a discussion about my what my experience is at 22 weeks, pregnancy weight gain, and what is "normal"
As of today, I am now 22 weeks pregnant, which begins the last week of my 5th month.
I cannot BELIEVE how quickly this second trimester has been flying by!
I know these last three months are going to be the longest, so I don’t want to count my chickens before they hatch… but so far, pregnancy has not been all that bad.
Of course there have been rough days. The first trimester was by far the worst. Even without morning sickness, I had constant fatigue and terrible cramping that would keep me glued to my heating pad all day. But this second trimester has been much easier.
Without sugar-coating anything, I’d definitely say that, so far, my experience has been entirely different from how I expected it to be.
I expected backaches and foot-pain and nausea and trouble with mobility, insomnia, and irritability… swollen feet and ankles, shoes that won't fit, areas I can't shave...
And I know I am not out of the woods yet. But, I think a lot of those symptoms that we associate with pregnancy are more characteristic of the third trimester. It is when you are at your biggest, so there is more strain on your feet and your back and it is trickier to get up out of a chair, etc.
I think the last three months will by far be the hardest.
But, I’m relieved that the first two trimesters weren’t even half as bad as I had feared!
So, what have I been feeling these days? Pretty much entirely normal!
My appetite is still bigger than it was before I was pregnant, but nothing compared to the voracity of my first trimester.
My energy level has returned to, mostly, normal. I say mostly only because I still get tired more easily than I did pre-pregnancy. But it’s no longer to the point where I have to take a nap every day.
The last few weeks have been disrupted by external circumstance. I mentioned in a previous post that my work had done some renovations. The construction dust and the fumes from the paint and the varnish SERIOUSLY affected me. They made me dizzy just standing in the building and then left me with a headache for the rest of the night after going home. Others found the odor unpleasant, but I was far more sensitive than anyone else. For the most part, I’ve enjoyed my heightened sense of smell… but this was one instance where I definitely did not! (I'm curious to know if other pregnant women have felt as affected as me from paint fumes? Please, do share!)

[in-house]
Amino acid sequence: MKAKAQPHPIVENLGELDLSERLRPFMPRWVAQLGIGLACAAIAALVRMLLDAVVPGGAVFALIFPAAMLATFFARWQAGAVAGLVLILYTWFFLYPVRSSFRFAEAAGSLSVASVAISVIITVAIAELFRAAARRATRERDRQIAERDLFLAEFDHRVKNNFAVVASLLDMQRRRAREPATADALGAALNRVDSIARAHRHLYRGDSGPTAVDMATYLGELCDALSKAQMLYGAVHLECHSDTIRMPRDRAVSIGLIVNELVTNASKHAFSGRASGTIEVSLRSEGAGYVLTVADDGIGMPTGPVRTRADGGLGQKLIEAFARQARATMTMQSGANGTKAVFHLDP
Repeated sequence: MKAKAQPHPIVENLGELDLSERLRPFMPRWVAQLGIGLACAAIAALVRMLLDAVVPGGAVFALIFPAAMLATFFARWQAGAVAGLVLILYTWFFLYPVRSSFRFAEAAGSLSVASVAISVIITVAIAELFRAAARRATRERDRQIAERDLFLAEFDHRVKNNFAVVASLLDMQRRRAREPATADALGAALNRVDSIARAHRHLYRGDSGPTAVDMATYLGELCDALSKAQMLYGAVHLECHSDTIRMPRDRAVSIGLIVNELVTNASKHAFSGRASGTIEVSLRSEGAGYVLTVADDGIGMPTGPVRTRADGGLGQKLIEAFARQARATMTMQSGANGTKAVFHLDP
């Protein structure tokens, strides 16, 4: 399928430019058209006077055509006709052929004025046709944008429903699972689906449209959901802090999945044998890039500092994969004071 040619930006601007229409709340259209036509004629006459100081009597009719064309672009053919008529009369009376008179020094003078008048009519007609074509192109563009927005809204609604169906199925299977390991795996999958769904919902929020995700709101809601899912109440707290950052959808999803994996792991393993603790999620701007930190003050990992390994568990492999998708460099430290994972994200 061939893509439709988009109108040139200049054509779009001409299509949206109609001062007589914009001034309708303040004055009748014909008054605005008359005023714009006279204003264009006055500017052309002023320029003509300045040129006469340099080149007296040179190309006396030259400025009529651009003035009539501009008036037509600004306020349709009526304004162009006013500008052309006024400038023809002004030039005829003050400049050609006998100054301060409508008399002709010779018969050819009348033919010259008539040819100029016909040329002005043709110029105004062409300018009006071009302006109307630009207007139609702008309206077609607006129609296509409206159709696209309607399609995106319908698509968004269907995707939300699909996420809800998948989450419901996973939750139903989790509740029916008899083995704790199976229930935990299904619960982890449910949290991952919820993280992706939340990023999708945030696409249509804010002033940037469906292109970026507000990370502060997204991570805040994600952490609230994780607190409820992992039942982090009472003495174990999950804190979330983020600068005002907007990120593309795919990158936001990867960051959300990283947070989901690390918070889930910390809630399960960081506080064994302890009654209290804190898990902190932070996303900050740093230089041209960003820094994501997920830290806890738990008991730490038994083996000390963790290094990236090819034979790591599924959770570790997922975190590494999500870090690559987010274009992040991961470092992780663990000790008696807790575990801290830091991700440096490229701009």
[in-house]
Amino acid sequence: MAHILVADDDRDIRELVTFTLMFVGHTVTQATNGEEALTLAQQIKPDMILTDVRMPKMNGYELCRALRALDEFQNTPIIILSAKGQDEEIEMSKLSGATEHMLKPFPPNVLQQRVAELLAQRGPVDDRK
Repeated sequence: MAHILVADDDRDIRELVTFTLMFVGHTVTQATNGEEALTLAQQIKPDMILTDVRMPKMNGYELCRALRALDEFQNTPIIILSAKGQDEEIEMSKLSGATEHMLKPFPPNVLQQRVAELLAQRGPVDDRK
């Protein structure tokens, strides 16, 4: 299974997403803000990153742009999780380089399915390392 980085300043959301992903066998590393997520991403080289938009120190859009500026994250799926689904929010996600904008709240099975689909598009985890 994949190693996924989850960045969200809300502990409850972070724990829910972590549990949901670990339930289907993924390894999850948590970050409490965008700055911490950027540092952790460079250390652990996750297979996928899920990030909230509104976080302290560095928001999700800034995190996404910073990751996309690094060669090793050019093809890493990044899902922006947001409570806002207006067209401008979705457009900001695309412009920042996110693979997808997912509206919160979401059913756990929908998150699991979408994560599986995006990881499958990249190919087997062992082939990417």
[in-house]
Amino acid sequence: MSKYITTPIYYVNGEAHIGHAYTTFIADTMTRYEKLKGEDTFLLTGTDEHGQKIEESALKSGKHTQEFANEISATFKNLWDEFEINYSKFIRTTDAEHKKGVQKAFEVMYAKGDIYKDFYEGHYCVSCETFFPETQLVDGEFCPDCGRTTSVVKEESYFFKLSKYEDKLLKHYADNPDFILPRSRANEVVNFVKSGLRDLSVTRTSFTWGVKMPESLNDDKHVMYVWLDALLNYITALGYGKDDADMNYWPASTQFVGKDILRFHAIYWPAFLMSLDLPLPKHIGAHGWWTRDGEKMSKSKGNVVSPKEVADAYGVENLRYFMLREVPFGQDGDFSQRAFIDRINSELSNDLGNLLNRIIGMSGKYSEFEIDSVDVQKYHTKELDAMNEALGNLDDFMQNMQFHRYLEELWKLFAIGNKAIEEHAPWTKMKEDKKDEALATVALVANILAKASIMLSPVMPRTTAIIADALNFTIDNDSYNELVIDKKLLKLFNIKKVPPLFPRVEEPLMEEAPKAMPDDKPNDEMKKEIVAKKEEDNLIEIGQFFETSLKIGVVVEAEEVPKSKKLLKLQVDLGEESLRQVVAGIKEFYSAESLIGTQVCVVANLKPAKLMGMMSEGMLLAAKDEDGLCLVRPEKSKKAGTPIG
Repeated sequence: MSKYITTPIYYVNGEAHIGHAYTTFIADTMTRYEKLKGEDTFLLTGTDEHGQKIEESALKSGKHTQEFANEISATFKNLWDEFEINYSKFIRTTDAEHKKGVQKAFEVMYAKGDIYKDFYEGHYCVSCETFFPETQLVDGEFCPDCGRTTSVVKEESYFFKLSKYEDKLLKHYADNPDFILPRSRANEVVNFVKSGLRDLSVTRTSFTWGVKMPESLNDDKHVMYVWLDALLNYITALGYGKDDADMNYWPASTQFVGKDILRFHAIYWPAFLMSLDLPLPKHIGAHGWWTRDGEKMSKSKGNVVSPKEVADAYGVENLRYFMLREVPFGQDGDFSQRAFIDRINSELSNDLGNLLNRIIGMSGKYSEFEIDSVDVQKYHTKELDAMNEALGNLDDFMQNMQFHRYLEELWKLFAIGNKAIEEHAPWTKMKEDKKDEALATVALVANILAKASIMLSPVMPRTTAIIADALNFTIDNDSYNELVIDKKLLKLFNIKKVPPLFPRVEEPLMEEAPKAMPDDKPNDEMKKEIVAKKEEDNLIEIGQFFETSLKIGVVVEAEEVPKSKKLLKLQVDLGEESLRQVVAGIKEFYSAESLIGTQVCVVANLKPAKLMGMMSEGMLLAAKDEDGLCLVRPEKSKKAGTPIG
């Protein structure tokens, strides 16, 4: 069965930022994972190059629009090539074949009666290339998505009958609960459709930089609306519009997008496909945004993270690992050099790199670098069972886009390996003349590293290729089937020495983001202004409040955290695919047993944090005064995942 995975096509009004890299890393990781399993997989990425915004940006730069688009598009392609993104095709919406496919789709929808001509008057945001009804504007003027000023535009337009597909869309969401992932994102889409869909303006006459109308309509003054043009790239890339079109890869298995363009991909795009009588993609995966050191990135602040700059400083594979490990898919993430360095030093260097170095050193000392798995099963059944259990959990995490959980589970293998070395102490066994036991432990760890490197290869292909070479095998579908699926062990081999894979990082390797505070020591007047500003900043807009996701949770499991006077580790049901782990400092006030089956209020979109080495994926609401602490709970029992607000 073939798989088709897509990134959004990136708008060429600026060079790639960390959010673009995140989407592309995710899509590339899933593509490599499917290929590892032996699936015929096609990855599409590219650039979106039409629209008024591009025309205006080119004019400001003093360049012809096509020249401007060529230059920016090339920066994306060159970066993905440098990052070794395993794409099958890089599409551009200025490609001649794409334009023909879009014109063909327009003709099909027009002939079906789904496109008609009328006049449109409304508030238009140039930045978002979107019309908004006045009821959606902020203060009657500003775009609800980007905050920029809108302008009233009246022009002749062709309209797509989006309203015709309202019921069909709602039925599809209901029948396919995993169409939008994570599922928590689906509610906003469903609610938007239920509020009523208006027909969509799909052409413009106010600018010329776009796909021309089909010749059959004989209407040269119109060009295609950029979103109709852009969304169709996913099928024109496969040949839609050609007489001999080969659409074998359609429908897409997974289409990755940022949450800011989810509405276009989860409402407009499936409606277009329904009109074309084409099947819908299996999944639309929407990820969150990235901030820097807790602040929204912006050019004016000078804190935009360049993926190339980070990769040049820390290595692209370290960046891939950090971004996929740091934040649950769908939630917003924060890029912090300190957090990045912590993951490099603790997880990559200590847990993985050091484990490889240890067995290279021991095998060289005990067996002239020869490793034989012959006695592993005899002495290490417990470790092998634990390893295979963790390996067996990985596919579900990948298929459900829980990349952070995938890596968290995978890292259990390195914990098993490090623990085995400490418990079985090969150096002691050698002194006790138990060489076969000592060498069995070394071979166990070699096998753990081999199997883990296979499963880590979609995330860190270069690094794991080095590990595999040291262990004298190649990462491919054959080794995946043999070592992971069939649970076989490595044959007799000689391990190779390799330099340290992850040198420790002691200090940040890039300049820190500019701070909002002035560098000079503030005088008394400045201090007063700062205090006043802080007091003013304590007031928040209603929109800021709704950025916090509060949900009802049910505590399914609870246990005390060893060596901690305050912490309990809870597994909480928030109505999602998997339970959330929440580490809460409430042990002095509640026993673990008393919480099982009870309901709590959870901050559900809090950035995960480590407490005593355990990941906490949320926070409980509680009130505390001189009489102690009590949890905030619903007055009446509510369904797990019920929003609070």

The following week, I caught the flu. Thankfully, it wasn't as severe as they warn pregnant women it might be. I never had a high fever, just a low-grade one.
However, it is safe to say that those were a rough three weeks!
And, that was all BEFORE the coronavirus really hit!
What else has changed in these 22 weeks of pregnancy?
I went from a 34B/32C to a 32DD!
AND THEY ARE STILL GROWING!!
This, of course, sounds like an excellent problem to have. On paper.
In reality, ladies, it’s expensive.
I still have not found a nursing/maternity bra that I like. I’ve tried a few. They have virtually no support.
If anyone has recommendations for a good brand, PLEASE SHARE! Until then, I have given up trying to buy new bras.
How’s the baby bump coming along, you might be wondering?
Ha, well the answer depends on what time of the day you ask!
When I first wake up, I am hardly showing at all.
By the end of the day, after I have eaten, I definitely look like I am showing! Even after breakfast alone, you can tell the difference.
I think it is because I’m so short... With a baby in my stomach, once I eat food there is nowhere else for it to go but out!
And, even then, it doesn’t look like a baby bump. Not in my opinion, anyway. It just looks like I’ve eaten a bunch of food.
With the right outfit, it can look like a cute maternity bump. But, naked, not so much.
So, as you may have guessed, the above photos are of me and my virtually nonexistent "bump"... all but two of these pictures were taken before I had breakfast. There is a visible notice (at least to me) in the two where I had already eaten. You can hold your cursor over the pictures to see how far along I am. But, in case you are reading this on a phone (in which case, I apologize, because the formatting is sometimes awful!) then, in order from left to right, it begins at 4-5 weeks, then 12 weeks, 15, 18, 19, 20, and the last one is 21 weeks pregnant.
Women are conditioned from day one in life to feel inadequate.
Whether it’s your weight or your nose or that mole, most of us have just “that one thing” that we would change if we could.
It’s part of our mass consumerism culture. Women are an excellent target for capitalist companies trying to push their beauty products.
We have been manipulated and convinced into believing that we are never quite as good as we could be. Which is why there is always some makeup product or diet pill or exercise regime that we can buy into to that’ll make us that much better.
But, the truth is, the system is designed so that, no matter what, we never feel it is enough.
From the magazines we read to the advertisements on billboards and the movies that we watch, we are constantly bombarded with impossible-to-maintain beauty standards that tell us, without saying a word, that we will never be perfect.
And, even knowing that this manipulation exists, it can still be a very difficult, if not impossible, mentality to combat.